Eric Lang:                         There are a couple of other ways of going about doing it, and now I'm talking about lawyers in particular. The Georgia Bar has a lawyer assistance program. All the information's on the bar website. You, for example, can call the lawyer assistance program and say anonymously, "I'm concerned about Bob. Can you give Bob a call and say, 'Hey, do you have anything going on? Because a couple of people have called us and said you might have something going on.'" And that's the kind of ... Bob might not want to tell you, but Bob will tell the empty chair over there without worrying about the stigma. LAP is confidential, it is right now as a matter of fact and very soon as a matter of law, completely disconnected from discipline. In other words, you can walk in and say, "I'm doing bad things," and they are not allowed to tell the folks over in discipline, and it's something the bar has that's out there. You get, and I'm oversimplifying, six free counseling sessions a year within certain parameters and rules and so on and so forth, and they're there for you.

Leh Meriwether:             Wow.

Eric Lang:                         They're underutilized. Standard utilization rates of a professional assistance program sit at around 7% of the pool who utilize the program. In Georgia, 1% is utilizing the program.

Leh Meriwether:             Wow. 1%.

Eric Lang:                         Now, there's always another side to that number. Utilizing a free assistance program usually goes hand in hand with someone who needs a free assistance program. Many lawyers do have relationships with therapists, psychiatrists, psychologists, clergy, and those aren't counted toward that number, obviously.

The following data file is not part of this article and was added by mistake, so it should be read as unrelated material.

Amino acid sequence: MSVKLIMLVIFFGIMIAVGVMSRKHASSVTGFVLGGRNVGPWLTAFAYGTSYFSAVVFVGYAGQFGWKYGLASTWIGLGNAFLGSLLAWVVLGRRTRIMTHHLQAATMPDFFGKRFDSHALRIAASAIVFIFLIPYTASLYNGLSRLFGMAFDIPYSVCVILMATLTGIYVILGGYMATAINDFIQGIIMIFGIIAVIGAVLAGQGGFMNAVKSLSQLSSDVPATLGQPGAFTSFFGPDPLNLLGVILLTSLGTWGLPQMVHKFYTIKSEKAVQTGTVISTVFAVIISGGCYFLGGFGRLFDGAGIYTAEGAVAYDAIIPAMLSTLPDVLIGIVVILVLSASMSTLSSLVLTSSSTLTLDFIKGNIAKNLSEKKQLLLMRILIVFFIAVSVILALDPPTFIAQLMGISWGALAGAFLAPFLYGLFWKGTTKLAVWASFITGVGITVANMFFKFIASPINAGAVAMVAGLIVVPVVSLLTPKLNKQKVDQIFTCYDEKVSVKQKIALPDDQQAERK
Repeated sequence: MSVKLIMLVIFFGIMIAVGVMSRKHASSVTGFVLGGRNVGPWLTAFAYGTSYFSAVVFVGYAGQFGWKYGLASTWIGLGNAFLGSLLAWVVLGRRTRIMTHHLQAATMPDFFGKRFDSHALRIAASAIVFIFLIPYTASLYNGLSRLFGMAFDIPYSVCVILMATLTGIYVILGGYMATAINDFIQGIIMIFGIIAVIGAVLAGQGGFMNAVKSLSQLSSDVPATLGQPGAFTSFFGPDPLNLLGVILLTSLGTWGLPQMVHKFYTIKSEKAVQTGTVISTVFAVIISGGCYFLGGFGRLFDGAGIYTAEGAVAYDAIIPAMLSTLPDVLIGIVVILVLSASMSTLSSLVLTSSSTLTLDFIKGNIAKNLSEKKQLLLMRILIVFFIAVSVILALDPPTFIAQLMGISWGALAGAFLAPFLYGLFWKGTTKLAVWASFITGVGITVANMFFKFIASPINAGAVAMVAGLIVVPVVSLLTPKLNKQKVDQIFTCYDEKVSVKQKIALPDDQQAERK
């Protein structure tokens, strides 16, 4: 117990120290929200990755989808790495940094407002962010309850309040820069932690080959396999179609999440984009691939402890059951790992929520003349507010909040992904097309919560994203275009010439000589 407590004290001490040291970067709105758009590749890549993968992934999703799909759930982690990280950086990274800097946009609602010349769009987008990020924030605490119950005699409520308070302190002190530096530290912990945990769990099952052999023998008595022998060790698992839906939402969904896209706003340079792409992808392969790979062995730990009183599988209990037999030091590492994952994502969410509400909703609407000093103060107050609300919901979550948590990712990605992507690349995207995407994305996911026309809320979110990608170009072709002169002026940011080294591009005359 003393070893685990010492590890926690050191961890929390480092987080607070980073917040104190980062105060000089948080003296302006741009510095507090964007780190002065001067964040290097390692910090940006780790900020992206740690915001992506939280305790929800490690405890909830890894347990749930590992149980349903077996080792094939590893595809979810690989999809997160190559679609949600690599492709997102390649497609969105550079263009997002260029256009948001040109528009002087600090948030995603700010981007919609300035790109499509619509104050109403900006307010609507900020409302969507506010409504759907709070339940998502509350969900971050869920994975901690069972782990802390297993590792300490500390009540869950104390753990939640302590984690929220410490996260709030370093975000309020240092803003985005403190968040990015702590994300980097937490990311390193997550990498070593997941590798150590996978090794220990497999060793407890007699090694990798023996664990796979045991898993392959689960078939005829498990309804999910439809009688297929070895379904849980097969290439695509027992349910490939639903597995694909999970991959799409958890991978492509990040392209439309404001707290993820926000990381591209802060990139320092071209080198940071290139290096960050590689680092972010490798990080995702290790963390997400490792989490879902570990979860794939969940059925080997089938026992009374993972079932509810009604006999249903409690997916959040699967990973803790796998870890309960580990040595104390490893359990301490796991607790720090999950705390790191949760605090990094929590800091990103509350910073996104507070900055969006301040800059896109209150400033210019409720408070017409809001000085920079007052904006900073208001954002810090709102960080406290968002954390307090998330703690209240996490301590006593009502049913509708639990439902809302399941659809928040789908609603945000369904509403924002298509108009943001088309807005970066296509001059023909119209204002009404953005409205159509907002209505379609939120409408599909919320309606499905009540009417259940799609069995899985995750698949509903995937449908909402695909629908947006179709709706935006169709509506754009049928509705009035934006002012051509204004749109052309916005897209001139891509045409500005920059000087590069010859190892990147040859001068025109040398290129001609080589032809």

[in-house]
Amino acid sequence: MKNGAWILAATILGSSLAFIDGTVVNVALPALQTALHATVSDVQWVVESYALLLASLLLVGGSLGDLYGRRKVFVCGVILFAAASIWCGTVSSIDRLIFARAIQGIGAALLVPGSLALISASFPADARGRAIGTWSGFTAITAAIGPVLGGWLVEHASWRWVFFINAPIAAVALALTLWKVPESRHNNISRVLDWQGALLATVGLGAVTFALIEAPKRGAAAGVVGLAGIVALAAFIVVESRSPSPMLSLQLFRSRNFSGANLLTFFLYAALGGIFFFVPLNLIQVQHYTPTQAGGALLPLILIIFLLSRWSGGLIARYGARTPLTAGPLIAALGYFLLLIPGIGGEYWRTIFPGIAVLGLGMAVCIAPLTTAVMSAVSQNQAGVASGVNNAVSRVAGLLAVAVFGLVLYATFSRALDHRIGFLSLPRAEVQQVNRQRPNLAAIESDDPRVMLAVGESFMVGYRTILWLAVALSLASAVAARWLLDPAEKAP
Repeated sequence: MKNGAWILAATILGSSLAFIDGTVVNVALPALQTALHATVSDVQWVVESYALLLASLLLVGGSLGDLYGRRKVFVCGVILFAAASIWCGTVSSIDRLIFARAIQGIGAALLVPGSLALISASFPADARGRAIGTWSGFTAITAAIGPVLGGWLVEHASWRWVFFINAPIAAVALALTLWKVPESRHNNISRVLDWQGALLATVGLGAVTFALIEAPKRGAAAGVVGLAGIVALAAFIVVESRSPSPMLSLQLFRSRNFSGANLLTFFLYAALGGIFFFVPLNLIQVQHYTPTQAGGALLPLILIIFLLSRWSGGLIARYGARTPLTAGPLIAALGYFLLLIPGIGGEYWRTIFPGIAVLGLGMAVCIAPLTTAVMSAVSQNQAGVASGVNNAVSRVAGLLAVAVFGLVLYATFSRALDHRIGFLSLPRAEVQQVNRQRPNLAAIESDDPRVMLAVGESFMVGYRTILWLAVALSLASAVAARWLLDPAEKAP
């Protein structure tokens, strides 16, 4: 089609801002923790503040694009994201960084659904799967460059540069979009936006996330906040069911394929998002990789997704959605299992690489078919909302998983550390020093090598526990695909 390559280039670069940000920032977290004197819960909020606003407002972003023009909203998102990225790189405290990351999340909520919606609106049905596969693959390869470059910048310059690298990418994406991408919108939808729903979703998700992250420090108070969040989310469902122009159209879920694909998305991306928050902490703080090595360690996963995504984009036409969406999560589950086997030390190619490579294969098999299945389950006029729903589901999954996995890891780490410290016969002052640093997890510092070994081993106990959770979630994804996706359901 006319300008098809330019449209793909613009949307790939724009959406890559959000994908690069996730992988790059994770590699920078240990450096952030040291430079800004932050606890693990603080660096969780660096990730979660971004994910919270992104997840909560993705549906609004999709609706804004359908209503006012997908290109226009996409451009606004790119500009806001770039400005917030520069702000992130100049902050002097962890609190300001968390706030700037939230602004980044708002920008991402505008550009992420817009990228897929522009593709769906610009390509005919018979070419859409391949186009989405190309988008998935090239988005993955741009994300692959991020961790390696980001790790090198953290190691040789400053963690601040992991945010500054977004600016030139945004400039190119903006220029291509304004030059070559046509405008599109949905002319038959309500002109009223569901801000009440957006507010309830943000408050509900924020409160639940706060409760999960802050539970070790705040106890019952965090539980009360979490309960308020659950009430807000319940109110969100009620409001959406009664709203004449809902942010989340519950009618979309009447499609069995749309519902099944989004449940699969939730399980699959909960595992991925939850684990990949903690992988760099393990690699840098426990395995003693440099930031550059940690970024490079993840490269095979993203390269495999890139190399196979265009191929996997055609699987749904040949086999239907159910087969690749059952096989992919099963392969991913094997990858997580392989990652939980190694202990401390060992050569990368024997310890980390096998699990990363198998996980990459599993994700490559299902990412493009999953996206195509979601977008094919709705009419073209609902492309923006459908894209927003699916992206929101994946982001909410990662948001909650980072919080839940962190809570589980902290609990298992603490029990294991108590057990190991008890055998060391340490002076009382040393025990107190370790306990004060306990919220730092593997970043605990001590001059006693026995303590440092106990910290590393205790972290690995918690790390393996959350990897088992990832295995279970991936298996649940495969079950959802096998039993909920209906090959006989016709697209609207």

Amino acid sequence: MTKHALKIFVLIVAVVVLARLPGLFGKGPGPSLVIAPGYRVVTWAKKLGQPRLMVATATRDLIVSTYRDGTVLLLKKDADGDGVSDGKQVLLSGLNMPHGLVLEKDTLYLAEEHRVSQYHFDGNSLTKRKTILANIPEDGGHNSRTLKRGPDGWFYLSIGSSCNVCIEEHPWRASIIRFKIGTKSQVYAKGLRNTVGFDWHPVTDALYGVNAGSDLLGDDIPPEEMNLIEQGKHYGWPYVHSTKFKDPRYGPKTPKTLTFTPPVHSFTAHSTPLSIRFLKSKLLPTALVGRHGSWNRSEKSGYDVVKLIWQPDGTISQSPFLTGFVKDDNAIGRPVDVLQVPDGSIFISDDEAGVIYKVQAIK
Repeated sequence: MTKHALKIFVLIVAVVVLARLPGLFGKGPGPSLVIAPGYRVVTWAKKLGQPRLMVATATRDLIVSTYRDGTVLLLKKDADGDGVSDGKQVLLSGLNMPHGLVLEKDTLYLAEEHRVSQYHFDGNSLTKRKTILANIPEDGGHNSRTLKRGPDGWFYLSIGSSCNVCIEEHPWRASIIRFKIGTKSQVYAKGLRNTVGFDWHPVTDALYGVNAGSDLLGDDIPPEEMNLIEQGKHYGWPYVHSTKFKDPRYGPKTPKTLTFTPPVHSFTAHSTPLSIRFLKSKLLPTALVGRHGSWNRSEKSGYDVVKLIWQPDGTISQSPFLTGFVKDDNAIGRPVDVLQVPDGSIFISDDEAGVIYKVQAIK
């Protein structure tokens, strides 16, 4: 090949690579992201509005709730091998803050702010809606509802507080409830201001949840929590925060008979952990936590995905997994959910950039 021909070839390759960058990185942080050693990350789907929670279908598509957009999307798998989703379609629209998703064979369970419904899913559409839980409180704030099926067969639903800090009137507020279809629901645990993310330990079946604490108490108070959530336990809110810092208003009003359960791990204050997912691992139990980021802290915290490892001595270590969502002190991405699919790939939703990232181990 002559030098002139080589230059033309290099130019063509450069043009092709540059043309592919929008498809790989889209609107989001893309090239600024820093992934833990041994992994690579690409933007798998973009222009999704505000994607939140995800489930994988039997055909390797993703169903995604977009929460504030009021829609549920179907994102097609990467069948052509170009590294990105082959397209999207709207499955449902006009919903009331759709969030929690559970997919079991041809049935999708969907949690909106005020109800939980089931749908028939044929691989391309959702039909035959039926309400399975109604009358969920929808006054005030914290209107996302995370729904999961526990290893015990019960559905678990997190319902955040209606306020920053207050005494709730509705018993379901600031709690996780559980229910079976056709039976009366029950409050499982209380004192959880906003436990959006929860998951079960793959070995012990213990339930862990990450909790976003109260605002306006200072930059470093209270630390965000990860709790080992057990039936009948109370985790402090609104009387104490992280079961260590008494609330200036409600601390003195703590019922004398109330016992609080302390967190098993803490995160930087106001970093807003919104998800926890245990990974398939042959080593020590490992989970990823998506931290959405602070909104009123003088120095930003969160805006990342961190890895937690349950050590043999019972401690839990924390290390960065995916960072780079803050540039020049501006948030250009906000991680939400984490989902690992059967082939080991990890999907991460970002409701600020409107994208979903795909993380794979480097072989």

Leh Meriwether:             Okay. All right, well, let's talk about what do you look for in yourself? Because I imagine awareness is an important tool. We talked in the last segment how you're constantly, you know what to look for because this is an ongoing struggle. It's not something you just had surgery for a few years ago and you're A-okay. It's something you're constantly working through. What is it ... Are there some tools or some tips or what do we need to be looking for in ourselves?

Eric Lang:                         So let's go pre and post, I'll use the word knowledge or incident. Post-incident, where something bad has happened and you're getting care, you're going to have a professional working with you on particular specific things that you need to look for in yourself, and that's going to be different from person to person to person.